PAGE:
Treating mental health with medications is very different from treating an infection, so why do many people, and many employers, treat them like they’re one and the same?
When enhancing communications around wellness programs, plan sponsors should seek innovative ways to support employees with how they use medications and help them understand the interactions between drugs and mental health, said Jeff May, executive vice-president and general manager at Remedy Holdings Inc.
“We need to include a more intensive approach to medication management for people, particularly those who are off work,” he said during a session at the 2018 Mental Health Summit Vancouver on Dec. 11. “When we talk about medications for mental health, they’re very effective when tolerated. Psychotherapeutics are definitely up there. There are multiple medication choices, from treatments for simple anxiety to more intensive treatment for schizophrenia or bipolar disorder and across the spectrum of medications for mental health, but side-effects are very common, particularly in early therapy.”
Many medications that treat mental-health disorders require six to eight weeks — or more — to get the full effect, said May, noting this isn’t often considered. And the interactions between those early side-effects, which may include drowsiness and irritability, are what can affect a person’s performance at work, he added.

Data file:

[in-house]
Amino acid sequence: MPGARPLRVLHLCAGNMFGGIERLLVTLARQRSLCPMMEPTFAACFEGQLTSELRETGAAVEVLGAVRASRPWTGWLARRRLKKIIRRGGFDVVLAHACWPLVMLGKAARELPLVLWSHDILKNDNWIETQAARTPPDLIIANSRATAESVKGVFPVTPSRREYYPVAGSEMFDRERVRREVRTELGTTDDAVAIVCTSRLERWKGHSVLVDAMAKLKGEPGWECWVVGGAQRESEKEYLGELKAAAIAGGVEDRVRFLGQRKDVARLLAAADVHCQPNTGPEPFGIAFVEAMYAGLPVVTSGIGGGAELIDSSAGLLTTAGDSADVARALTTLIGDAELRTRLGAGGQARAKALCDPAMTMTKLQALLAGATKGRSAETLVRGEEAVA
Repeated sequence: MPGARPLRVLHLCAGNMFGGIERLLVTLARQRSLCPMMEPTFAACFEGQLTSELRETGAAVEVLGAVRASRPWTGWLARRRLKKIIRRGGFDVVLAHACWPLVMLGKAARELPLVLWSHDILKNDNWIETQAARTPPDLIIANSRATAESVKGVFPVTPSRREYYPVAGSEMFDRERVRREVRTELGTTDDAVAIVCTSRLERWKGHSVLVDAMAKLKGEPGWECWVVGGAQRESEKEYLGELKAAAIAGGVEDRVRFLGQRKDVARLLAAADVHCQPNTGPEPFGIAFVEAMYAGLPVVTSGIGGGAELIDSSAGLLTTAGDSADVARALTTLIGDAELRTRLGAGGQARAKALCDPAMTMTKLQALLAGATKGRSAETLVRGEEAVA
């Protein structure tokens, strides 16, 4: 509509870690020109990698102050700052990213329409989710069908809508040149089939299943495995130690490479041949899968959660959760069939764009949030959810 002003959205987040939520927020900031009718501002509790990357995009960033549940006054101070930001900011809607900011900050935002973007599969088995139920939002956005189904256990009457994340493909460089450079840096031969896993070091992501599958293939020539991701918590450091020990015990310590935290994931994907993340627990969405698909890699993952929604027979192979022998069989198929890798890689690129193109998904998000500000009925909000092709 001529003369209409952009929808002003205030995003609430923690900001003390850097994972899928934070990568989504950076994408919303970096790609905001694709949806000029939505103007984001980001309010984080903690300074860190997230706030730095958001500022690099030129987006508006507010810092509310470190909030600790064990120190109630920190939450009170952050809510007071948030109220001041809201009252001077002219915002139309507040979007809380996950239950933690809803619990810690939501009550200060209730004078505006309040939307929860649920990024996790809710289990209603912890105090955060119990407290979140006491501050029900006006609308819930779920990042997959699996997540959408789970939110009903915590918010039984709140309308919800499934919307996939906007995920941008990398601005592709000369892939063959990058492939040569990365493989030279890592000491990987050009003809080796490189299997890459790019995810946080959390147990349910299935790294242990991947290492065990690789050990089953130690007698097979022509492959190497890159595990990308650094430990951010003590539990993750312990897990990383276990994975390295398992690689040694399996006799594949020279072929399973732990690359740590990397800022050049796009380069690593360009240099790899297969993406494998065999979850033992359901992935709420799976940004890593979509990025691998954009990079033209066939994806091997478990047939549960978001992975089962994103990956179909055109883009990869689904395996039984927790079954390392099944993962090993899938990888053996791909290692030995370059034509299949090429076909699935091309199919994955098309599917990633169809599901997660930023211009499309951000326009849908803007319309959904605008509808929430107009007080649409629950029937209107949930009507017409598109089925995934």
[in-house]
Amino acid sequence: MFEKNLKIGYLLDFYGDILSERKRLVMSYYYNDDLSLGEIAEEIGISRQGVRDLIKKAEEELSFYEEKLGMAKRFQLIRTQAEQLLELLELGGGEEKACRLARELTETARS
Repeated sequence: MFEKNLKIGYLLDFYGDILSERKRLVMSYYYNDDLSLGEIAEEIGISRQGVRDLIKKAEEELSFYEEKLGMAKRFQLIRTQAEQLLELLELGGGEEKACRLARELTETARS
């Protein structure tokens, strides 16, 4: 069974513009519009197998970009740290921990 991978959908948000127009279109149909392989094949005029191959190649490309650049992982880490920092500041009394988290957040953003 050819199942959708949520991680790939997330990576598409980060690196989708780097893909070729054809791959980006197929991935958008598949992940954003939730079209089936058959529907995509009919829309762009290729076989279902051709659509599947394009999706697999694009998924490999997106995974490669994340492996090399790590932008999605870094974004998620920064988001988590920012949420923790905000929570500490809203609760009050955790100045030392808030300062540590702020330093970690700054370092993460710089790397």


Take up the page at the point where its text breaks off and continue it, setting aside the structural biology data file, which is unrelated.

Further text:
“All those things need to be managed, especially in those early days. We also see that [where mental health is concerned] 60 per cent of people aren’t adherent to their medication at six months of treatment. So they’re falling off because of side-effects.”
A more active intervention between pharmacists and employees is required, said May. “[Generally speaking], there isn’t a pharmacy or medication management component as part of our return-to-work strategies. So we did a pilot study with about 100 individuals working with a group of consultant pharmacists and a disability management group. Our focus was on mental health and pain management.”
The study found gaps in patient knowledge about what their medication was for and how to use it. “The reality is there were 16 per cent of people [in the study] who reported something wasn’t working the way they wanted it to and 21 per cent reported they weren’t taking their medications as prescribed, which is actually lower, but it’s self-reported. And 13 per cent of the cases required some kind of a change in therapy.”
When the study went through the process with plan members, it found 87 per cent became adherent and 82 per cent reported a resolution to the side-effects based on pharmacist recommendations.
“Employers incur costs when people aren’t adhering to their medications because of side-effects, because of the fact that they aren’t achieving the outcome we want — reducing the depression and the anxiety so they can perform better at work,” said May. “Based on these studies, very simply, keeping an individual off work can generate additional savings of $270 per adherent employee just by taking their meds, not to mention the other opportunities that exist with this type of a program.”
Read more coverage from the 2018 Mental Health Summit Vancouver